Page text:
When the State Board of Canvassers voted to approve the ballot language for Proposition 1, Wes Nakagiri was there to voice his concerns on behalf of Michigan Taxpayers. Below is the Detroit Free Press' account of the hearing.
LANSING – When voters go to the polls on May 5 to consider a proposal to raise billions of dollars to fix Michigan's roads, they'll encounter a 100-word, boiled down version of a complex series of bills passed in the wee hours of the last day of the legislative session in December.
The challenge for the state Board of Canvassers Thursday was to sift through the seven different proposals submitted by supporters and opponents of the proposal to come up with language that included all the facets of the road proposal. Those elements include, a constitutional amendment raising the state sales tax from 6% to 7% and the laws that are dependent on that passage, including the distribution of money through a complicated formula to roads, schools, local units of government, transit and low-income Michiganders.
Here's what voters will see on the May 5 ballot:
A PROPOSAL TO AMEND THE STATE CONSTITUTION TO INCREASE THE SALES/USE TAX FROM 6% TO 7%. TO REPLACE AND SUPPLEMENT REDUCED REVENUE TO THE SCHOOL AID FUND AND LOCAL UNITS OF GOVERNMENT CAUSED BY THE ELIMINATION OF THE SALES/USE TAX ON GASOLINE AND DIESEL FUEL FOR VEHICLES OPERATING ON PUBLIC ROADS, AND TO GIVE EFFECT TO LAWS THAT PROVIDE ADDITIONAL MONEY FOR ROADS AND OTHER TRANSPORTATION PURPOSES BY INCREASING THE GAS TAX AND VEHICLE REGISTRATION FEES.
The proposed constitutional amendment would:
■ Eliminate sales / use taxes on gasoline / diesel fuel for vehicles on public roads.
■ Increase portion of use tax dedicated to School Aid Fund (SAF).
■ Expand use of SAF to community colleges and career / technical education, and prohibit use for 4-year colleges / universities.
■ Give effect to laws, including those that: Increase sales / use tax to 7%, as authorized by constitutional amendment; Increase gasoline / diesel fuel tax and adjust annually for inflation, increase vehicle registration fees, and dedicate revenue for roads and other transportation purposes; Expand competitive bidding and warranties for road projects; Increase earned income tax credit.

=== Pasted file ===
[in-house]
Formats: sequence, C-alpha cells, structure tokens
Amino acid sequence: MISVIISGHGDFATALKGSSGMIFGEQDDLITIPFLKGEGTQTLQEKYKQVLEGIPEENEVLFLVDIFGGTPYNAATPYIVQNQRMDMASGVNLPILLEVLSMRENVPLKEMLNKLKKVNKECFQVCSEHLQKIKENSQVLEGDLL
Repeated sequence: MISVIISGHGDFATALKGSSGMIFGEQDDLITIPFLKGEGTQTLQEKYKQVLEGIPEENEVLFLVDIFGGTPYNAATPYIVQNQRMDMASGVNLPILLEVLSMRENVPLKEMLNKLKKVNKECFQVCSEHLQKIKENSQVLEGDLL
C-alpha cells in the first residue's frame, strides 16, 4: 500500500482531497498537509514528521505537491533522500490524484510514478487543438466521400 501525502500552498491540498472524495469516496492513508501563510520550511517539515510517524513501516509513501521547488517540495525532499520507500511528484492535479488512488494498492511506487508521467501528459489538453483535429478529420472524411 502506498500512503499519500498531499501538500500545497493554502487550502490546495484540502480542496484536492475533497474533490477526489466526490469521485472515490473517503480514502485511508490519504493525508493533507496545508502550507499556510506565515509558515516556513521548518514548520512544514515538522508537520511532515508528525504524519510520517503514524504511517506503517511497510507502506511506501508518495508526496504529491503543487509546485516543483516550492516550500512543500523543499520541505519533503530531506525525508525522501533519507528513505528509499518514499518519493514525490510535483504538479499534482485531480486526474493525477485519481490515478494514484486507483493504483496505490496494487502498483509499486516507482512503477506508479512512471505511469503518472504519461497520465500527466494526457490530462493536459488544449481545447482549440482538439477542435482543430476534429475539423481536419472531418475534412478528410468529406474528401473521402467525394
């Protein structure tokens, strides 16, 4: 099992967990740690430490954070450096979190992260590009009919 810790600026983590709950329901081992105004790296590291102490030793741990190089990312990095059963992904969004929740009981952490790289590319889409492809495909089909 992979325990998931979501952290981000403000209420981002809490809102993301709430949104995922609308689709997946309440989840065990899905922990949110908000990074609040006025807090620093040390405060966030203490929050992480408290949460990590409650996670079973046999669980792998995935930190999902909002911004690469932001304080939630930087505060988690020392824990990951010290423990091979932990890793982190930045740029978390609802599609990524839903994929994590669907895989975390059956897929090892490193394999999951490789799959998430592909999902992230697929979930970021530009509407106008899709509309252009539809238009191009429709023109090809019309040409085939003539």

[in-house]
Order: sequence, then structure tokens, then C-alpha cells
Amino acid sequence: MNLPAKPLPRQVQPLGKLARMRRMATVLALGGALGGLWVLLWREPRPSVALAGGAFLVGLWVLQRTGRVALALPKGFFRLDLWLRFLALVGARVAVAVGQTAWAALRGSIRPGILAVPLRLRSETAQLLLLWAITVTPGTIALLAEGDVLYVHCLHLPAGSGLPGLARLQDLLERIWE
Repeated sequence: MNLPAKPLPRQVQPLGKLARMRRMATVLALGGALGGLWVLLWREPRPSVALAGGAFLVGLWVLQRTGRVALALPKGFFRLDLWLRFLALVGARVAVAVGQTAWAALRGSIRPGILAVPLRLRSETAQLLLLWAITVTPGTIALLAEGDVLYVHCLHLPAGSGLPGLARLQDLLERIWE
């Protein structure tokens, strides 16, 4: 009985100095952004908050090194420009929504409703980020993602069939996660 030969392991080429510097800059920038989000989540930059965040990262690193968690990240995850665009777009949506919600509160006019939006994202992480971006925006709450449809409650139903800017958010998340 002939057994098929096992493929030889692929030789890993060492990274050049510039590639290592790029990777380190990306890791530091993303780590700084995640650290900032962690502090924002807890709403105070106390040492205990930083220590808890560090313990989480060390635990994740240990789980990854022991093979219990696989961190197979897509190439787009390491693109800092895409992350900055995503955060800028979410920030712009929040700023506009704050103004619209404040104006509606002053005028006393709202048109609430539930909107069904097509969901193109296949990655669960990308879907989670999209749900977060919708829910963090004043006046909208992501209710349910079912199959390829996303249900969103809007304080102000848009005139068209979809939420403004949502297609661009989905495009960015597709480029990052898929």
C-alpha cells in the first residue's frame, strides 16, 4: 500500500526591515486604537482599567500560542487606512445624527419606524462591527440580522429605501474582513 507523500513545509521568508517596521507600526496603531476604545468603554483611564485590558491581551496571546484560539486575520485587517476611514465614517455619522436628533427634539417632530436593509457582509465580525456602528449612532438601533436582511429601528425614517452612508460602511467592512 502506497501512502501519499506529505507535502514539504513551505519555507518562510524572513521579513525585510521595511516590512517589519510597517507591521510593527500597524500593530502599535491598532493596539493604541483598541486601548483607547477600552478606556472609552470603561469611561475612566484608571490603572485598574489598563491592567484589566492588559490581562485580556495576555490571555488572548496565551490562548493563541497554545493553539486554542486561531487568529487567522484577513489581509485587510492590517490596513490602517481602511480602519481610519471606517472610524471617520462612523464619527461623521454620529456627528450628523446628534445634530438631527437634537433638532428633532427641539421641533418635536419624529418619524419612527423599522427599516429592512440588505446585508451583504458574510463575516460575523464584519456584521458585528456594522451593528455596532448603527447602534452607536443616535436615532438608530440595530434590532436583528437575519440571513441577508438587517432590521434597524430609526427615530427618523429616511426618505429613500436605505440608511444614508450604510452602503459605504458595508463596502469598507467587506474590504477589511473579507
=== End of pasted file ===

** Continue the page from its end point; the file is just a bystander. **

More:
Should this proposal be adopted? Yes or No.
A yes vote on the proposal will raise the state sales tax. A no vote will turn that proposed increase down.
Opponents of the proposal wanted the language tweaked to better reflect that the first thing the amendment does is raise the sales tax from 6% to 7%. The first two bullet points in the proposed language talks about the elimination of the sales tax on gasoline and making sure that revenue that goes to the School Aid Fund now is replaced.
"It needs to provide clear explanation that a big portion of these dollars - 40% - doesn't even go to fix roads," said Scott Hagerstrom, spokesman for Citizens Against Higher Taxes and Special Interest Deals, one of the main groups opposing the roads package.
"It much more than just replaces that revenue," said Patrick Anderson, of the Anderson Economic Group, who has been critical of the proposal because it may result in drivers not being able to deduct registration fees on their federal income taxes.
Wes Nakagiri, a tea party activist from Hartland, said he wanted the language to include how much the increase would cost the average taxpayer.
"That's the bottom line," he said.
And two people suggested that the issue wasn't even eligible for the ballot because of the way it was passed by the Legislature.
"This was a disgrace," said John Lauve, of Holly. "What a mess."
But the Board of Canvassers didn't act on that suggestion and voted to designate the issue as Proposal 1 on the ballot. And by a 3-1 vote, they accepted the language proposed by the Secretary of State's director of elections Chris Thomas. Board member Norm Shinkle voted against the language, saying he wanted it amended to give more prominence to the fact that the proposal raised the sales tax from 6% to 7%.
"This is a very complex proposal based on interplay of changing the constitution and the laws of Michigan," he said.
Shinkle said no matter how many words describe the proposal, he doesn't think it's going to pass on May 5.
"I've been talking to a lot of people on the Republican side I don't see it even close," he said. "There's no sunset. As a former legislator, if you do a tax increase where's the sunset. I think we can fix the roads without this type of permanent tax increase."
The Safe Roads Yes Committee, the coalition supporting the proposal, submitted proposed language for the ballot, along with six critics of the of the proposal: the Coalition Against Higher Taxes; Patrick Anderson, a Lansing economic analyst; former state Rep. Tom McMillin, R-Rochester Hills; former Oakland County Commissioner Sue Ann Douglas, a Rochester Republican; John Milne of Saginaw and John LaPietra, a Green Party candidate for Attorney General in 2014.
Those seven proposals were submitted to Thomas, who came up with a final draft of language submitted to the Board of Canvassers for final approval.
The challenge was coming up with no more than 100 words to describe the ballot proposal, that would raise the state sales tax from 6% to 7% and distribute the money to roads, transit, schools, low-income Michiganders and local governments.
By Kathleen Gray, Detroit Free Press Lansing Bureau10:26 a.m. EST February 27, 2015